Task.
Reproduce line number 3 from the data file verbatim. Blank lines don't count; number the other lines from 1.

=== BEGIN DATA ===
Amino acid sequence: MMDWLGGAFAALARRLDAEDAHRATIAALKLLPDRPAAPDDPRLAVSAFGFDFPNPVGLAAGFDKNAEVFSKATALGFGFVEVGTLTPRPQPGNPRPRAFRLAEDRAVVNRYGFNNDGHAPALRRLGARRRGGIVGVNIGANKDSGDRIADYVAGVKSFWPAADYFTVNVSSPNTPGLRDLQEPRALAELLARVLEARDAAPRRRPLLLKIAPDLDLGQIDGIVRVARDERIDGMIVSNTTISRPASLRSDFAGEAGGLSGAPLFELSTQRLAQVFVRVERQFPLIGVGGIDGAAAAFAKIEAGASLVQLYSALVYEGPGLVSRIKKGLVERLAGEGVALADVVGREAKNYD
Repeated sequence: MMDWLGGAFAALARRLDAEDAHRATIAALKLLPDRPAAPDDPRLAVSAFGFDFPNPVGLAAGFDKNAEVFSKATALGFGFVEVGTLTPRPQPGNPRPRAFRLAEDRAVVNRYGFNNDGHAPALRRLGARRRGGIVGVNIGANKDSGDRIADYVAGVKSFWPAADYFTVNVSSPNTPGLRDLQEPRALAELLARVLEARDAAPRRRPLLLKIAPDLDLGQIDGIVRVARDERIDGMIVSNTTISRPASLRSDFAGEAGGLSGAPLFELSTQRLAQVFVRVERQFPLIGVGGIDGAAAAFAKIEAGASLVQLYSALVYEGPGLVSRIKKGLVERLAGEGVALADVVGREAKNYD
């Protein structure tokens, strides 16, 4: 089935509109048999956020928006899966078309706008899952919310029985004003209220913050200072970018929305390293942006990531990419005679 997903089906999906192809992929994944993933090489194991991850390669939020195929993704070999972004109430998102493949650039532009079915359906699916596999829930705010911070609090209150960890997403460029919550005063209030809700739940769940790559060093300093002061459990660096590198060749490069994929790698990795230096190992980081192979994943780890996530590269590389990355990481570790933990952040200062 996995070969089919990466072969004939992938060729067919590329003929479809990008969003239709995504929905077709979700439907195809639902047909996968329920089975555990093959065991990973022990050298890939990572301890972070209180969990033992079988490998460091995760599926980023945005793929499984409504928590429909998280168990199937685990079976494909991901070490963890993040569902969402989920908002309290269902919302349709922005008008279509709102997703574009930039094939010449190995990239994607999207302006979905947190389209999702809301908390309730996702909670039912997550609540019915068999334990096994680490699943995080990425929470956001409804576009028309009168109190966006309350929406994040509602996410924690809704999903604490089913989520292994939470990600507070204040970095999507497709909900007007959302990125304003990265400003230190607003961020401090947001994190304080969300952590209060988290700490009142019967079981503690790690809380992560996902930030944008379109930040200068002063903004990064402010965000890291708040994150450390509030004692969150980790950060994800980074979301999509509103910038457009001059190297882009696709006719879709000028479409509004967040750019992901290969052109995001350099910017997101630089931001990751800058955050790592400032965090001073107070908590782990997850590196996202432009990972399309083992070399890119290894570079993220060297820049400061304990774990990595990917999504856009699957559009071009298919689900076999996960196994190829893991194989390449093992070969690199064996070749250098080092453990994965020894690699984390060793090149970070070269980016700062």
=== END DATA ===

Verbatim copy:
């Protein structure tokens, strides 16, 4: 089935509109048999956020928006899966078309706008899952919310029985004003209220913050200072970018929305390293942006990531990419005679 997903089906999906192809992929994944993933090489194991991850390669939020195929993704070999972004109430998102493949650039532009079915359906699916596999829930705010911070609090209150960890997403460029919550005063209030809700739940769940790559060093300093002061459990660096590198060749490069994929790698990795230096190992980081192979994943780890996530590269590389990355990481570790933990952040200062 996995070969089919990466072969004939992938060729067919590329003929479809990008969003239709995504929905077709979700439907195809639902047909996968329920089975555990093959065991990973022990050298890939990572301890972070209180969990033992079988490998460091995760599926980023945005793929499984409504928590429909998280168990199937685990079976494909991901070490963890993040569902969402989920908002309290269902919302349709922005008008279509709102997703574009930039094939010449190995990239994607999207302006979905947190389209999702809301908390309730996702909670039912997550609540019915068999334990096994680490699943995080990425929470956001409804576009028309009168109190966006309350929406994040509602996410924690809704999903604490089913989520292994939470990600507070204040970095999507497709909900007007959302990125304003990265400003230190607003961020401090947001994190304080969300952590209060988290700490009142019967079981503690790690809380992560996902930030944008379109930040200068002063903004990064402010965000890291708040994150450390509030004692969150980790950060994800980074979301999509509103910038457009001059190297882009696709006719879709000028479409509004967040750019992901290969052109995001350099910017997101630089931001990751800058955050790592400032965090001073107070908590782990997850590196996202432009990972399309083992070399890119290894570079993220060297820049400061304990774990990595990917999504856009699957559009071009298919689900076999996960196994190829893991194989390449093992070969690199064996070749250098080092453990994965020894690699984390060793090149970070070269980016700062």